Terry Del Percio-Piemonte
My day-to-day life has always been filled with a tension between having to “keep up” with the pace of living in a chaotic and confusing world, while internally longing for personal space and simplicity. Being a very private person, art helps me channel my feelings out into the world, so I don’t have to carry them only inside myself.
Having recently heard a lecture by Artist Timothy Hawkesworth, I was struck by his answer to an audience member’s question, “What are you trying to tell us in your paintings?” Timothy answered (in my words) “I am not trying to tell you anything, I am simply sharing my personal experience with you in my painting. Only you can determine what your experience is when you see it.”
I like this concept. I am not trying to impose any particular message to viewers. I respect whatever reactions they may have. However, I am always curious and interested to hear about what people see and feel in regards to my work.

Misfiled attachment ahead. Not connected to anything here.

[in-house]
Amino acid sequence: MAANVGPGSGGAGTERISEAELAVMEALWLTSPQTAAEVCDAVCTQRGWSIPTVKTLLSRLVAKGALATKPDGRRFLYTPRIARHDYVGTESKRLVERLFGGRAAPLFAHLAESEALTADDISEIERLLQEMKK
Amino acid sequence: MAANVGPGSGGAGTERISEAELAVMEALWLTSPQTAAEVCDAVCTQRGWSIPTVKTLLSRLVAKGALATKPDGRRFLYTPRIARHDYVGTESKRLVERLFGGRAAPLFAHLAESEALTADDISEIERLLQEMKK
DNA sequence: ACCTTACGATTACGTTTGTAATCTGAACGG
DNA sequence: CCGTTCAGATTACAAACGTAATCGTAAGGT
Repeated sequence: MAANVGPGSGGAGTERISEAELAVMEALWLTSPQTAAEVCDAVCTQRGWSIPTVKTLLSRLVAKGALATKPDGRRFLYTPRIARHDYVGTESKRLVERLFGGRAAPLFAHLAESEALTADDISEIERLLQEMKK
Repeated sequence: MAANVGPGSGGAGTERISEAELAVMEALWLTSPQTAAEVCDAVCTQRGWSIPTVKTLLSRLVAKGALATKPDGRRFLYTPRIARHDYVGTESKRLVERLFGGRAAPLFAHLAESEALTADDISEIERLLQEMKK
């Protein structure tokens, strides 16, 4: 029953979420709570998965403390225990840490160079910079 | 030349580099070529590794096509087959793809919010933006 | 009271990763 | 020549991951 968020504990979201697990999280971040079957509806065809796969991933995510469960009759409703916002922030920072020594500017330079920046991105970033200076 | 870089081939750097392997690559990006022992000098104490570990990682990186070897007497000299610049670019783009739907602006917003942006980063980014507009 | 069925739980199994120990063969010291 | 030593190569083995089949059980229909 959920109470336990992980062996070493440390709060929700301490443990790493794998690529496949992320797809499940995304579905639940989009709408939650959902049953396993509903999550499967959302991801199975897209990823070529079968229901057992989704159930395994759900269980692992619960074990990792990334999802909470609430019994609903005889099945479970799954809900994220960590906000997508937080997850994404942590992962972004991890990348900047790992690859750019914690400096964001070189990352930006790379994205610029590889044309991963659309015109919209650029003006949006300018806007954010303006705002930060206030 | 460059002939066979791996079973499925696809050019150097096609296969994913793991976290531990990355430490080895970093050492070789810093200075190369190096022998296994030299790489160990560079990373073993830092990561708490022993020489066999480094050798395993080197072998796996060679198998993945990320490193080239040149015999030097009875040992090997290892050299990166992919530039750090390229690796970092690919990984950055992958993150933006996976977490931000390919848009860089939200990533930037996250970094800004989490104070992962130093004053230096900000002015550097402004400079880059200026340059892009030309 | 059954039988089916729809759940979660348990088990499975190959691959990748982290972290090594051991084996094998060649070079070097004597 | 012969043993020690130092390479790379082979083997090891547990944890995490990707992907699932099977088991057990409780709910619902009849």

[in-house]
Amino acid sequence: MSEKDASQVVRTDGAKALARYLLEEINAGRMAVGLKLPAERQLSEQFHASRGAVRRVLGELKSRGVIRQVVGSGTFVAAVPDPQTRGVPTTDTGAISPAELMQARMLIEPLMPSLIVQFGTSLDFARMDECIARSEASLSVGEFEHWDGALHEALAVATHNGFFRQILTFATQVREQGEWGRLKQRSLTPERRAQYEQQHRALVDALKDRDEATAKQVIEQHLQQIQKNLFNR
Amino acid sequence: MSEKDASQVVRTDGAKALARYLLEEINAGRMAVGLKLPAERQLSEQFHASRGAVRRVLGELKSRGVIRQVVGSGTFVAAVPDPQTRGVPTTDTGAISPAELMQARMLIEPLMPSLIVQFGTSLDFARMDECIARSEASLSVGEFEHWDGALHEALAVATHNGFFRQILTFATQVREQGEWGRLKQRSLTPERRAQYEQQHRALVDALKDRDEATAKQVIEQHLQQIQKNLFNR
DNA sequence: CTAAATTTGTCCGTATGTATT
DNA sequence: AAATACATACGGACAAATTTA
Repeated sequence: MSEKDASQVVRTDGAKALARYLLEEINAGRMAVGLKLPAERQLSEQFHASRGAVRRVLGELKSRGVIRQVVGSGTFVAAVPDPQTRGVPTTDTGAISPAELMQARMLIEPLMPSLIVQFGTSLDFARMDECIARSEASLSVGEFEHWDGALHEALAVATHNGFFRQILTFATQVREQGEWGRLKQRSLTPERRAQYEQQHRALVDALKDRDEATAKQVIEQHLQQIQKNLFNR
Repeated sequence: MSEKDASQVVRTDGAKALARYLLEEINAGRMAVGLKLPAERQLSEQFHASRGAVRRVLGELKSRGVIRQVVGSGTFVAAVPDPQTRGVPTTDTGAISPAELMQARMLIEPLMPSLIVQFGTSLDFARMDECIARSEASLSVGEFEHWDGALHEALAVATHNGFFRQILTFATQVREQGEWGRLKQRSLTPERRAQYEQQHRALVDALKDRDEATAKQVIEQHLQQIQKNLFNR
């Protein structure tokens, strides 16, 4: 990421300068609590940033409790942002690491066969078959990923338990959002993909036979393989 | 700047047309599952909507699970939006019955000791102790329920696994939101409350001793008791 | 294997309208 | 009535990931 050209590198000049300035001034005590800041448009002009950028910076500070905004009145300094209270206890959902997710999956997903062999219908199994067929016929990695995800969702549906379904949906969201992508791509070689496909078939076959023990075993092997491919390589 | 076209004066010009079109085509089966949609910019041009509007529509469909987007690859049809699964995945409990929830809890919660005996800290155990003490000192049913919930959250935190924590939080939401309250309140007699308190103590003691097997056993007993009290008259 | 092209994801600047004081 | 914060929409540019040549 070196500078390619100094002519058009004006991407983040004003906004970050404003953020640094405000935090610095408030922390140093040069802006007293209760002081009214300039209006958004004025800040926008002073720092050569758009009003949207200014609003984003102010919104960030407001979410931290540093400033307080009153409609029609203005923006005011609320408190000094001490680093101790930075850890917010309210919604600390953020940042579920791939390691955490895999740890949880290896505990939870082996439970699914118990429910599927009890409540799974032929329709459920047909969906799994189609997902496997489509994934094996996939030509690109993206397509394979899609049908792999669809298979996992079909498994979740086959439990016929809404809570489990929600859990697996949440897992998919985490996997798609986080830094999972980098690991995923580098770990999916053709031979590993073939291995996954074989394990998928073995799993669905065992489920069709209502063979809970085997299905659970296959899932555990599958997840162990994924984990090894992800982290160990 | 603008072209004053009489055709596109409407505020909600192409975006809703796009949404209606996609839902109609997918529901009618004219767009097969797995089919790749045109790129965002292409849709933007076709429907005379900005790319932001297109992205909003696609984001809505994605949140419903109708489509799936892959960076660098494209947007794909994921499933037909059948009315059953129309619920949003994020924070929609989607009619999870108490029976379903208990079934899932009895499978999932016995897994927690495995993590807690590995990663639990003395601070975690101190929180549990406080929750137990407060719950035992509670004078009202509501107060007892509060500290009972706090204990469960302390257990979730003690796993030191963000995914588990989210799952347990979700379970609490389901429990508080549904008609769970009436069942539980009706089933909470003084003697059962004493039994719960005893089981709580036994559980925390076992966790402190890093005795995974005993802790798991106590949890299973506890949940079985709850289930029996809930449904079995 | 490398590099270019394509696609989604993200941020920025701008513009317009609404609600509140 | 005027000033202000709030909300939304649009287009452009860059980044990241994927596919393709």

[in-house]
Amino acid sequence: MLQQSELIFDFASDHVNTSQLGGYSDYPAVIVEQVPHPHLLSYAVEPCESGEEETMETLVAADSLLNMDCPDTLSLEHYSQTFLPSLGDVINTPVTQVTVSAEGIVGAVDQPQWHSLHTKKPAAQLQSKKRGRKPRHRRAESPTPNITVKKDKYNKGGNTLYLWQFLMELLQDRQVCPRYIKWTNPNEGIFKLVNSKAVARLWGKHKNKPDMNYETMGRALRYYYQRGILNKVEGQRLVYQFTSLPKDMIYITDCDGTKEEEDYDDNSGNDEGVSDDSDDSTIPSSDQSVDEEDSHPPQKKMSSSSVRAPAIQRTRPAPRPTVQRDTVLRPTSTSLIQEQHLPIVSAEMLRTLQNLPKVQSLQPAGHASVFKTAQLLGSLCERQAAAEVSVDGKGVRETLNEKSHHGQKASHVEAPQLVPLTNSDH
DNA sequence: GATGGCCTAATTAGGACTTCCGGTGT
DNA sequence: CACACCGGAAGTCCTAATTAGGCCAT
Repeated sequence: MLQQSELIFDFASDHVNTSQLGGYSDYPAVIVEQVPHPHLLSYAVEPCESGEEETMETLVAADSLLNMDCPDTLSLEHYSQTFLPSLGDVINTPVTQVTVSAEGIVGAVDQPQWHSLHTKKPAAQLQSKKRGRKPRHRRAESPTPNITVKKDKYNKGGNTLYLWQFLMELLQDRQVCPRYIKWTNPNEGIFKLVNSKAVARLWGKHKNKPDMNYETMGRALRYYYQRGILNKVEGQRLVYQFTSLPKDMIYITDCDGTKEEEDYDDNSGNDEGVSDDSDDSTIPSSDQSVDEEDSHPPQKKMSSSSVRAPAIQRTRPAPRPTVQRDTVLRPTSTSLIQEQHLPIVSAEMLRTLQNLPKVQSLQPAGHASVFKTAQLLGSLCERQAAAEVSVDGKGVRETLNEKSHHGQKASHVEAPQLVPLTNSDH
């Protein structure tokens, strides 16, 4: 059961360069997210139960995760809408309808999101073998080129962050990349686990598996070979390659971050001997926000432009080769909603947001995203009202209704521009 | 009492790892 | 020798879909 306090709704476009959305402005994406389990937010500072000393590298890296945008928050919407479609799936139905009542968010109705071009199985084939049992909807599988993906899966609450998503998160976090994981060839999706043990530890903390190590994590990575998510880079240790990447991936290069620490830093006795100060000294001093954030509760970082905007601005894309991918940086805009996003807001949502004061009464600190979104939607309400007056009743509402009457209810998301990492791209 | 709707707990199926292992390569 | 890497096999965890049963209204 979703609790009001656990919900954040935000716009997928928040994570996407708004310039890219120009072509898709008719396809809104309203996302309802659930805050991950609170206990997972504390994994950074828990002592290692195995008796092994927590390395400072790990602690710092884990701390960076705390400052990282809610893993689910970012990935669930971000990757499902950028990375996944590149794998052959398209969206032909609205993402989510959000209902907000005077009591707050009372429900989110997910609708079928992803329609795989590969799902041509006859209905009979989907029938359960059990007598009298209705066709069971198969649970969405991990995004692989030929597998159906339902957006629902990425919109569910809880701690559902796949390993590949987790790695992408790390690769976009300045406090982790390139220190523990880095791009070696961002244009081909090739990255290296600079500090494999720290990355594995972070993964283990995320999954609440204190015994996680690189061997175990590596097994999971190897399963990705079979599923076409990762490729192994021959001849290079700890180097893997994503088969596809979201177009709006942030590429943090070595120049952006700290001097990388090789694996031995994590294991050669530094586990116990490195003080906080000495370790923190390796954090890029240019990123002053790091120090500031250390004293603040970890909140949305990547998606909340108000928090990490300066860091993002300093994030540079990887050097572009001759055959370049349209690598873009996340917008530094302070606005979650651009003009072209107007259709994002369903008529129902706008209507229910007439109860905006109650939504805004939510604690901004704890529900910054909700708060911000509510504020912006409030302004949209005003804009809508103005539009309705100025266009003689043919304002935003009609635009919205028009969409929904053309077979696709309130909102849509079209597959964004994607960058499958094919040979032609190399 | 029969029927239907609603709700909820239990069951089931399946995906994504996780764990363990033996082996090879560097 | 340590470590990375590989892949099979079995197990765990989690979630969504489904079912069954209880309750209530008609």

Primarily my inspiration comes from my internal emotions and ideas. Living on Cape Ann inspires me by way of the light that wraps itself around those of us who live here, the sense of grounding I feel when I sit on the huge slabs of granite, and the calming nature of the sea (unless it’s angry).
Terry Del Percio-Piemonte is a self-taught artist who has studied with Nicholas Simmons, Nella Lush, Katherine Chang Liu, Yhanna Coffin, Susan Guest-McPhail, Tom Sutherland, among others, and has also taken numerous courses at Montserrat College and other venues around the country. Three of her pieces were published for two subsequent years in Sidelines Magazine, Literary & Art Publication for Simmons College, Boston, MA (2008/2009).
Current Mentors: Nella Lush & Katherine Chang Liu
Terry won 2 prizes for her watercolor painting “Seeing Through Seaweed”; first place in watercolor at the Newburyport Regional Open Show (2012), and Viewers’ Choice Award at the Bass Rocks Art Loan Program through seARTS (2013). Terry’s most recent work leans toward contemporary and non objective. Acrylic is used instead of oil simply because of the toxicity of oil and turpentine products. Other materials used include ink, chalk, oil sticks, pencil and graphite.
Longer resume details available upon request.